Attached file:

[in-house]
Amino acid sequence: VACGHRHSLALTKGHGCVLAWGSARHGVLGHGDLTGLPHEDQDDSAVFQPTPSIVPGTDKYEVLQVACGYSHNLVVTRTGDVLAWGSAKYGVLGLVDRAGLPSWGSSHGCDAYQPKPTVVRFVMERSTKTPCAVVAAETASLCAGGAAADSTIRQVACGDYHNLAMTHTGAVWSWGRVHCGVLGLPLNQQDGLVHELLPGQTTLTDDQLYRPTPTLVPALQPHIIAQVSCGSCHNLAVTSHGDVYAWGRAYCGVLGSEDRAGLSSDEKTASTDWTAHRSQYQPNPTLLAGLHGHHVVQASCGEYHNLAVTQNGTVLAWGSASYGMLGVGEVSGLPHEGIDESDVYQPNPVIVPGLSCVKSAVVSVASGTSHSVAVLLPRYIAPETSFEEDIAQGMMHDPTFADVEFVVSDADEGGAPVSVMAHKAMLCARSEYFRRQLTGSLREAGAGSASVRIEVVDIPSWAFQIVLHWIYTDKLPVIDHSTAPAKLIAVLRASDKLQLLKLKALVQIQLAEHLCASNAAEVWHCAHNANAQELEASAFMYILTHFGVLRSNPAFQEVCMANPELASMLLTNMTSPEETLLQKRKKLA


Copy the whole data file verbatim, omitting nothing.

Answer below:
[in-house]
Amino acid sequence: VACGHRHSLALTKGHGCVLAWGSARHGVLGHGDLTGLPHEDQDDSAVFQPTPSIVPGTDKYEVLQVACGYSHNLVVTRTGDVLAWGSAKYGVLGLVDRAGLPSWGSSHGCDAYQPKPTVVRFVMERSTKTPCAVVAAETASLCAGGAAADSTIRQVACGDYHNLAMTHTGAVWSWGRVHCGVLGLPLNQQDGLVHELLPGQTTLTDDQLYRPTPTLVPALQPHIIAQVSCGSCHNLAVTSHGDVYAWGRAYCGVLGSEDRAGLSSDEKTASTDWTAHRSQYQPNPTLLAGLHGHHVVQASCGEYHNLAVTQNGTVLAWGSASYGMLGVGEVSGLPHEGIDESDVYQPNPVIVPGLSCVKSAVVSVASGTSHSVAVLLPRYIAPETSFEEDIAQGMMHDPTFADVEFVVSDADEGGAPVSVMAHKAMLCARSEYFRRQLTGSLREAGAGSASVRIEVVDIPSWAFQIVLHWIYTDKLPVIDHSTAPAKLIAVLRASDKLQLLKLKALVQIQLAEHLCASNAAEVWHCAHNANAQELEASAFMYILTHFGVLRSNPAFQEVCMANPELASMLLTNMTSPEETLLQKRKKLA